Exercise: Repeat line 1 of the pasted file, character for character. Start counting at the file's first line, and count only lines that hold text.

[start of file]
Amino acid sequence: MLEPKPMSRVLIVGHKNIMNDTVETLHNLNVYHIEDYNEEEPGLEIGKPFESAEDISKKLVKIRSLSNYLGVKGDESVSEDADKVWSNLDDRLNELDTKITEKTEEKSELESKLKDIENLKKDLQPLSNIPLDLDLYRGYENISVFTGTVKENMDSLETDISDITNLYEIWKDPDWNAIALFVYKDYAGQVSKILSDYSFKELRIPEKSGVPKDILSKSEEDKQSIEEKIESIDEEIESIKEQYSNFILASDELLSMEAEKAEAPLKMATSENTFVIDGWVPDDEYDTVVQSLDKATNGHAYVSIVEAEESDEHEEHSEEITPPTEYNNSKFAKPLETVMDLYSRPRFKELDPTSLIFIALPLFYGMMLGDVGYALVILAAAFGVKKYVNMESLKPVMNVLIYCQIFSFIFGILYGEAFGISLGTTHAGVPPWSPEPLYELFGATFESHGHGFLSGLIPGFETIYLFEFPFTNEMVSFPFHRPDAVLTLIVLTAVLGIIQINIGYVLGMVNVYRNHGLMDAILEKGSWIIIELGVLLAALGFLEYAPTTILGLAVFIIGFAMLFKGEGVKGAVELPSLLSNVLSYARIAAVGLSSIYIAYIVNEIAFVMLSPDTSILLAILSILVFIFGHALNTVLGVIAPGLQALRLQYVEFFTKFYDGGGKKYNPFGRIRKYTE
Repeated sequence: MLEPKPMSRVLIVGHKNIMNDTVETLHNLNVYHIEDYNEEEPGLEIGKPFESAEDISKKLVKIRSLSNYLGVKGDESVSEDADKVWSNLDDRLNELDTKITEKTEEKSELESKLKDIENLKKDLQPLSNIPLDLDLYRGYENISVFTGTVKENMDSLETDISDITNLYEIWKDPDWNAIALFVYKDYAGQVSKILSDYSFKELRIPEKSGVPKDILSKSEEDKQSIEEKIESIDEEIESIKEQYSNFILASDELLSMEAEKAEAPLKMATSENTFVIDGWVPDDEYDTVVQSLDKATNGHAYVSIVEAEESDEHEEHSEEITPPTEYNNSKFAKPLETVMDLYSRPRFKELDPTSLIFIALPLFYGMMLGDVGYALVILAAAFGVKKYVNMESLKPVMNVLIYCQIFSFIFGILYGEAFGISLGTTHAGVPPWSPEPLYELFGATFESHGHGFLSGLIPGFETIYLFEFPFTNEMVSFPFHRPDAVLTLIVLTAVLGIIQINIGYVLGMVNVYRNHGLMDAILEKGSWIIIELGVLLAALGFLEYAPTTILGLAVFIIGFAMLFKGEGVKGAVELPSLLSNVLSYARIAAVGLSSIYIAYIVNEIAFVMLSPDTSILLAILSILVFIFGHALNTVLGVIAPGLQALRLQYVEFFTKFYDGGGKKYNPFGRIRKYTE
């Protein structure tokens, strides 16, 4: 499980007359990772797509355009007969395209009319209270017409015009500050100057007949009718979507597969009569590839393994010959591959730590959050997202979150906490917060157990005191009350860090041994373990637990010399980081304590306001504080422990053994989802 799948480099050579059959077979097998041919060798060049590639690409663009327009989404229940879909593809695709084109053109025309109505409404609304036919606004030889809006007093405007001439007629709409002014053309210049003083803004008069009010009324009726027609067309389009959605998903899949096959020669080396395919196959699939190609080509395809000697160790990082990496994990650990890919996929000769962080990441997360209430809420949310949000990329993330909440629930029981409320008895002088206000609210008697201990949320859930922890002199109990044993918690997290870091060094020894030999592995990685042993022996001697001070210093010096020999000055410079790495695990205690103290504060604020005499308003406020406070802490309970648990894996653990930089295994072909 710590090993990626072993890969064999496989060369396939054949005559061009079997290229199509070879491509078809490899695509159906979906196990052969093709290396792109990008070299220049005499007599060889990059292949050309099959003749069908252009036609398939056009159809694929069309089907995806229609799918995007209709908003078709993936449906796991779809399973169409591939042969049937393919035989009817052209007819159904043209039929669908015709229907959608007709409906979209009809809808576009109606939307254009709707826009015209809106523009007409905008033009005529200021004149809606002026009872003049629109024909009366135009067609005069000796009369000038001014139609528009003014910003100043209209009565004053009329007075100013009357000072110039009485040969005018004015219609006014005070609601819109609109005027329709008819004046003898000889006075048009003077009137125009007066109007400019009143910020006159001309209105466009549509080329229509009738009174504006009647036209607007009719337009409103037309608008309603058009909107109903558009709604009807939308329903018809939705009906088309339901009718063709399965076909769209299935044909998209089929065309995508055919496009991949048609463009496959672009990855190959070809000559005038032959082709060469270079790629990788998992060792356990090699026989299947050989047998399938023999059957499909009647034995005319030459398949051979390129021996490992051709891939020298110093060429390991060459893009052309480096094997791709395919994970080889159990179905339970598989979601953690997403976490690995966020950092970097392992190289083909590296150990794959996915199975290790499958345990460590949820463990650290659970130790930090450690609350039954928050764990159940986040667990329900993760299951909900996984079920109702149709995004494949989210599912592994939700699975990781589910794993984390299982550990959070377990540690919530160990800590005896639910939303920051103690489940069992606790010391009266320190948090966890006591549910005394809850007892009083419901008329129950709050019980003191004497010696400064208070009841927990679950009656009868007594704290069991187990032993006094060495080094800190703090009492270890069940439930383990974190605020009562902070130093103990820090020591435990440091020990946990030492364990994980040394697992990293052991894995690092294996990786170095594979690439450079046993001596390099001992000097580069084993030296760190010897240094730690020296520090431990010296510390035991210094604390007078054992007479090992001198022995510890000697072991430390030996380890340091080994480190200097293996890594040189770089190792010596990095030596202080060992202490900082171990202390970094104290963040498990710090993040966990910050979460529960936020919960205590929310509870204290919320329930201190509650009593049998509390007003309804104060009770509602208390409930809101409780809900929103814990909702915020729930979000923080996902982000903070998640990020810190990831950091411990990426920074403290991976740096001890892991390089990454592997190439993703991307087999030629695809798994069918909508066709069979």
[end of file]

Amino acid sequence: MLEPKPMSRVLIVGHKNIMNDTVETLHNLNVYHIEDYNEEEPGLEIGKPFESAEDISKKLVKIRSLSNYLGVKGDESVSEDADKVWSNLDDRLNELDTKITEKTEEKSELESKLKDIENLKKDLQPLSNIPLDLDLYRGYENISVFTGTVKENMDSLETDISDITNLYEIWKDPDWNAIALFVYKDYAGQVSKILSDYSFKELRIPEKSGVPKDILSKSEEDKQSIEEKIESIDEEIESIKEQYSNFILASDELLSMEAEKAEAPLKMATSENTFVIDGWVPDDEYDTVVQSLDKATNGHAYVSIVEAEESDEHEEHSEEITPPTEYNNSKFAKPLETVMDLYSRPRFKELDPTSLIFIALPLFYGMMLGDVGYALVILAAAFGVKKYVNMESLKPVMNVLIYCQIFSFIFGILYGEAFGISLGTTHAGVPPWSPEPLYELFGATFESHGHGFLSGLIPGFETIYLFEFPFTNEMVSFPFHRPDAVLTLIVLTAVLGIIQINIGYVLGMVNVYRNHGLMDAILEKGSWIIIELGVLLAALGFLEYAPTTILGLAVFIIGFAMLFKGEGVKGAVELPSLLSNVLSYARIAAVGLSSIYIAYIVNEIAFVMLSPDTSILLAILSILVFIFGHALNTVLGVIAPGLQALRLQYVEFFTKFYDGGGKKYNPFGRIRKYTE